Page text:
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Aaron Boone wasn't there, but he's upset about 2017 Astros' sign-stealing

Yankees manager Aaron Boone looks on from the

Yankees manager Aaron Boone looks on from the dugout before an MLB baseball game against the Boston Red Sox at Yankee Stadium on Sunday, June 2, 2019. Credit: Kathleen Malone-Van Dyke

Aaron Boone wasn’t even with the Yankees in 2017, but he’s still ticked off about the sign-stealing scandal involving that season’s World Series champions, the Houston Astros.

“It’s a lot,” the Yankees manager said Thursday night on YES Network’s “Yankees Hot Stove” show. “It's disappointing, frustrating. Frankly, I spent a couple days kind of trying to get my head wrapped around the emotions that I was feeling about it because there's people you care about involved.”

Boone was an ESPN broadcaster when the Astros eliminated the Yankees in the 2017 ALCS and went on to win the World Series over the Dodgers, both in seven games. Whether either outcome would have been different without the Astros’ use of technology to steal signs will never be known.

After former Astros pitcher Mike Fiers opened the lid on the sign-stealing scheme in an interview with The Athletic, Major League Baseball investigated and came down hard on the Astros, fining the club $5 million, taking away draft picks and suspending general manager Jeff Luhnow and manager AJ Hinch for one year each. Luhnow and Hinch were fired by Astros owner Jim Crane the same day.

The scandal also has touched the 2018 World Series champion Boston Red Sox, who still are under investigation by MLB for sign-stealing shenanigans under then-manager Alex Cora, the Astros' bench coach in 2017.

 Cora and the Red Sox “parted ways” – the new euphemism when the parties decide to end their association; it  sounds nicer than “quit” or “fired.” The scandal also cost the Mets new manager Carlos Beltran, who parted ways with the club because of his leading role in the scandal as an Astros player in 2017.

“In the end,” Boone said, “you hope these are significant steps — and I believe that they are — that will get us to a point where we have a much cleaner and more fair game between the lines, and that's where we want things decided anyway.”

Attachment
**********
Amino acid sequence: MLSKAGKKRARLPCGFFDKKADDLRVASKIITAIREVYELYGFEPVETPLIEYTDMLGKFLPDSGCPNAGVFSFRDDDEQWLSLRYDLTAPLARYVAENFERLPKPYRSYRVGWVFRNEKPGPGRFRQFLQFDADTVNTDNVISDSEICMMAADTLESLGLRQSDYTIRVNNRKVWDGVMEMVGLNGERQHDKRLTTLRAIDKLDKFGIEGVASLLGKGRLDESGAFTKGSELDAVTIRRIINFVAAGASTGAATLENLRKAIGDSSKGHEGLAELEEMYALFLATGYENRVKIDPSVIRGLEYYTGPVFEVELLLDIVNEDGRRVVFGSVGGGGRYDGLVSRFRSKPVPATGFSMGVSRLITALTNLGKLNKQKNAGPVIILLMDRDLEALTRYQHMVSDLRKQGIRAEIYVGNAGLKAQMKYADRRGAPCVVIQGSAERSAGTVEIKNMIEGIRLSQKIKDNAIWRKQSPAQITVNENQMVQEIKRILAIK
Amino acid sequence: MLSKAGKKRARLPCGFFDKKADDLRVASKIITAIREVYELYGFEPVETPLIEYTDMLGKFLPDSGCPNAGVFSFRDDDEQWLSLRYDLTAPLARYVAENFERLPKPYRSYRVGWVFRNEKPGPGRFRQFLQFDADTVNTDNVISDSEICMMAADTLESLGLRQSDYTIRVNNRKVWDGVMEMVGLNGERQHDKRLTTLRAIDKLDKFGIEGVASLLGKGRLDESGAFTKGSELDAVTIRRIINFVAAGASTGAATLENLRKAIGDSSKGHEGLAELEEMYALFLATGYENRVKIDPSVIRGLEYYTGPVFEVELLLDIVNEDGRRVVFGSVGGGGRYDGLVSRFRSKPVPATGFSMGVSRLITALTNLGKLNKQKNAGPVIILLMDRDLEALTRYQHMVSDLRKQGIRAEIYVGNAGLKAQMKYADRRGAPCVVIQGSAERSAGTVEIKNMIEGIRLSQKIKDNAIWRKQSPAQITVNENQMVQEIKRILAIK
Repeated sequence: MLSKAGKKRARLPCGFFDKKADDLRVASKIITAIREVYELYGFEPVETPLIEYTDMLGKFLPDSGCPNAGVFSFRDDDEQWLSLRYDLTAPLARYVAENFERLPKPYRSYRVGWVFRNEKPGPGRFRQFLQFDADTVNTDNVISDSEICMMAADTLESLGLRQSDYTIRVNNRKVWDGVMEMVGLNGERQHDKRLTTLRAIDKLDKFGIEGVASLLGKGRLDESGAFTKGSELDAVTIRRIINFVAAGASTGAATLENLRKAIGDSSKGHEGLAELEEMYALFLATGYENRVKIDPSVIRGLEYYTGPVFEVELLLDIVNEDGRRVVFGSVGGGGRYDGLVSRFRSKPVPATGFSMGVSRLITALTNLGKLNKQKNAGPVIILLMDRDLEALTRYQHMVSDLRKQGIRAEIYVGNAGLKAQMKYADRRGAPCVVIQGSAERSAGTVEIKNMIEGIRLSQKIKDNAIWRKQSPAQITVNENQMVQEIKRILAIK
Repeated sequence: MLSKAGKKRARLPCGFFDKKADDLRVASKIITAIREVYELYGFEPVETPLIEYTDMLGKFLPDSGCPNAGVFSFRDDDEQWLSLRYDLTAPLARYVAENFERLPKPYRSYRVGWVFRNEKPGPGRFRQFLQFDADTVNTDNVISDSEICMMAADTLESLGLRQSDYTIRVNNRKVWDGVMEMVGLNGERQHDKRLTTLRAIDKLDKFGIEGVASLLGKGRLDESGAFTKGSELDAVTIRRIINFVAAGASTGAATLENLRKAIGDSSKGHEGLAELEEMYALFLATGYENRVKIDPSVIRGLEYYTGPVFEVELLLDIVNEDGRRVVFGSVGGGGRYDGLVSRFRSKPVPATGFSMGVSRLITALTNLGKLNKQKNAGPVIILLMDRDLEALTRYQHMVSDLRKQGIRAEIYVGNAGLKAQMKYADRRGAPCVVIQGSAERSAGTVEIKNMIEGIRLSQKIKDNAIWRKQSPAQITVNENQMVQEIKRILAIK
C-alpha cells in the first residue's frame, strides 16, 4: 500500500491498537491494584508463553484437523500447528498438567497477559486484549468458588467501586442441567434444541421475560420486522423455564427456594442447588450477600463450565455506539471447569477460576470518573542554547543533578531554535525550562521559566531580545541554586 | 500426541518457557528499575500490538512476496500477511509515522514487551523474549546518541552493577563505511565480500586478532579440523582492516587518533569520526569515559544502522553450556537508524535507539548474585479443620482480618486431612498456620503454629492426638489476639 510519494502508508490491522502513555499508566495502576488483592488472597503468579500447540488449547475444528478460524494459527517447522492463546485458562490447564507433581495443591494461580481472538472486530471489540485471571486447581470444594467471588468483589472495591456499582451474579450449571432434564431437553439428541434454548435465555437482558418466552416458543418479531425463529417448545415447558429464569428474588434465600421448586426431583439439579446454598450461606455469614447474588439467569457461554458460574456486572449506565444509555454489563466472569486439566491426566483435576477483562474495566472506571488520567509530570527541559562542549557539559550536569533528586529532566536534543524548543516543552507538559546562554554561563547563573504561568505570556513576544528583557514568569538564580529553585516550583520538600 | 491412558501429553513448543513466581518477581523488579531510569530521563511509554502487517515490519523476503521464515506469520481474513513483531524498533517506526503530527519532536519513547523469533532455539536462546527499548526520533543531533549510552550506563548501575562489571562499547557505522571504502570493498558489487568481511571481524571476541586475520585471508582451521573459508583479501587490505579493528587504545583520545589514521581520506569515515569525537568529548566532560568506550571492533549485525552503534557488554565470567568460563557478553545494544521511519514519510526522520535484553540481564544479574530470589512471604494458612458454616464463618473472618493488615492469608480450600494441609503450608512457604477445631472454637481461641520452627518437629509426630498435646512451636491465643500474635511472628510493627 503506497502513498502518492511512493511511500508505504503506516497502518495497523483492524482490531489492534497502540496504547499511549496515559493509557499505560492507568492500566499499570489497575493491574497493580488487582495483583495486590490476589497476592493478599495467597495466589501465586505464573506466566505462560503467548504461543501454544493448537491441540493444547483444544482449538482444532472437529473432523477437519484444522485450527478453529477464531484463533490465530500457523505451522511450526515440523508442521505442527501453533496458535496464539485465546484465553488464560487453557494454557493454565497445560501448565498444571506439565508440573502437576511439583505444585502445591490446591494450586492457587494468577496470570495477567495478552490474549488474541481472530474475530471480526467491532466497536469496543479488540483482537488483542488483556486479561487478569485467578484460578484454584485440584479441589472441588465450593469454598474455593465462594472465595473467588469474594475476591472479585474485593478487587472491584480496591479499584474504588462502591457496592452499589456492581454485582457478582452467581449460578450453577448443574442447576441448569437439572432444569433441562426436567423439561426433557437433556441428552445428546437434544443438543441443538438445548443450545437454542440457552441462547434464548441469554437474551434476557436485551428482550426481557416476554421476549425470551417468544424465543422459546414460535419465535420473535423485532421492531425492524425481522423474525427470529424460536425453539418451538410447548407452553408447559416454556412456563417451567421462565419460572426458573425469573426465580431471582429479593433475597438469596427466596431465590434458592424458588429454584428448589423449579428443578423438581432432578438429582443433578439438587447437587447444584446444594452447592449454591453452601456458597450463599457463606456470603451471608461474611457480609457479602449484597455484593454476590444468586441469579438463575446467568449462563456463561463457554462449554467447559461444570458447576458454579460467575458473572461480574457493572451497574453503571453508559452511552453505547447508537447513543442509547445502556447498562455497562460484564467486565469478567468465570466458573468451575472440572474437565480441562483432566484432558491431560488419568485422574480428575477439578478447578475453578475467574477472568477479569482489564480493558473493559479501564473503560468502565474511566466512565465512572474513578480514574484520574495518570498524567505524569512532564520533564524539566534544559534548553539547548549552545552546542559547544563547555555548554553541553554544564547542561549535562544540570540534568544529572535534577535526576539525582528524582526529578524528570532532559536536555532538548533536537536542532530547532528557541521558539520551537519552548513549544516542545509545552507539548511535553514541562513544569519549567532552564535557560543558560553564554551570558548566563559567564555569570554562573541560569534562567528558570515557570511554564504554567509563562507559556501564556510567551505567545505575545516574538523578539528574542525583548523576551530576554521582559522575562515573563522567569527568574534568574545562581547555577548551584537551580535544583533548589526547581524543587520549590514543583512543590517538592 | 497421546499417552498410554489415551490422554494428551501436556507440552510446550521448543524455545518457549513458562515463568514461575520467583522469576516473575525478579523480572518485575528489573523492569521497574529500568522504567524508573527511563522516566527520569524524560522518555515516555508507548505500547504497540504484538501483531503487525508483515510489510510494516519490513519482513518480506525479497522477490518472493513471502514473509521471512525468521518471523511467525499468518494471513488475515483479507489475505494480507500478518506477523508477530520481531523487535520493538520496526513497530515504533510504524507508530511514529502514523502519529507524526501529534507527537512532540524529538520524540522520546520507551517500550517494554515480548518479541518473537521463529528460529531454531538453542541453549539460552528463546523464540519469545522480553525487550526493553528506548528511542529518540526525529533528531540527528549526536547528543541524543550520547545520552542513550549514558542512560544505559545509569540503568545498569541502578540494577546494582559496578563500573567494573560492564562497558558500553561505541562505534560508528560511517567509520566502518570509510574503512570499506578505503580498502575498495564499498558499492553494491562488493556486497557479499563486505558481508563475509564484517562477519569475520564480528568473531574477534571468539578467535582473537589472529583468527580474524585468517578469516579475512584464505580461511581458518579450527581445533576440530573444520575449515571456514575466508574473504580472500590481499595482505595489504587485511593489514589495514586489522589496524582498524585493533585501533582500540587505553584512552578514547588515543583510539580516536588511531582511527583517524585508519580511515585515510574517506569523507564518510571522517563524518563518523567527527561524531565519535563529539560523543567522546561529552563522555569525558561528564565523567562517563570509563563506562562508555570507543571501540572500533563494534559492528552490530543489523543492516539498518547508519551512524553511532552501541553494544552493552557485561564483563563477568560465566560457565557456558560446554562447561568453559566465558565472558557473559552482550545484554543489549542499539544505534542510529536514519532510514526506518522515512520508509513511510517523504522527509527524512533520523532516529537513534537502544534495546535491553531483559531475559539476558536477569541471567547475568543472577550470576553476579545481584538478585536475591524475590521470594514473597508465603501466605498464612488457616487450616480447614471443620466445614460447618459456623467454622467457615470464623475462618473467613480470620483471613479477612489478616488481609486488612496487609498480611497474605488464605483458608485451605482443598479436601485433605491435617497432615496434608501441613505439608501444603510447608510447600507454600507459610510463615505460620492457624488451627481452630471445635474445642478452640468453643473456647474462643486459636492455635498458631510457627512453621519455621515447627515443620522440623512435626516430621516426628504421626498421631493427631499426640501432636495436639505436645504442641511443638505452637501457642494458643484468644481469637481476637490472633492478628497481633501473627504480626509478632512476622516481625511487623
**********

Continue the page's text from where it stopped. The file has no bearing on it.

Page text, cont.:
Yankees general manager Brian Cashman also addressed the issue on the YES show, mentioning that “another franchise” was being investigated without naming it. Cashman meant the Red Sox, who eliminated the Yankees in the 2018 ALDS.

“Obviously, clearly, the story hasn't been fully resolved at this point,” he said. “But I think the healthy thing to do now is to try to focus on the future and try not to look back too much.”

What else could the Yankees have done in 2017 and ’18? And what can they do to protect themselves going forward?

“We've done our due diligence and tried to do everything we could have done, everything we can, to try to obviously protect our signs — as much as possible — and we've continued to evolve over the course of time because of concerns,” Cashman said. “Obviously, baseball's now determined — with the strong assistance of Mike Fiers coming forward being a whistleblower — to really shed light on some of the things that were occurring in Houston. Clearly.”

New gloves for Andjuar.  Boone recently visited with Miguel Andujar in the Dominican Republic and told the third baseman to be ready to play some first base and outfield in spring training as he returns from a shoulder injury that limited him to 12 games in 2019. Andujar has never played anywhere but third as a professional, but the Yankees want to find a way to get his bat in the lineup after Gio Urshela emerged as the team’s third baseman last season. Cashman said it’s Urshela’s job to lose in spring training.

New York Sports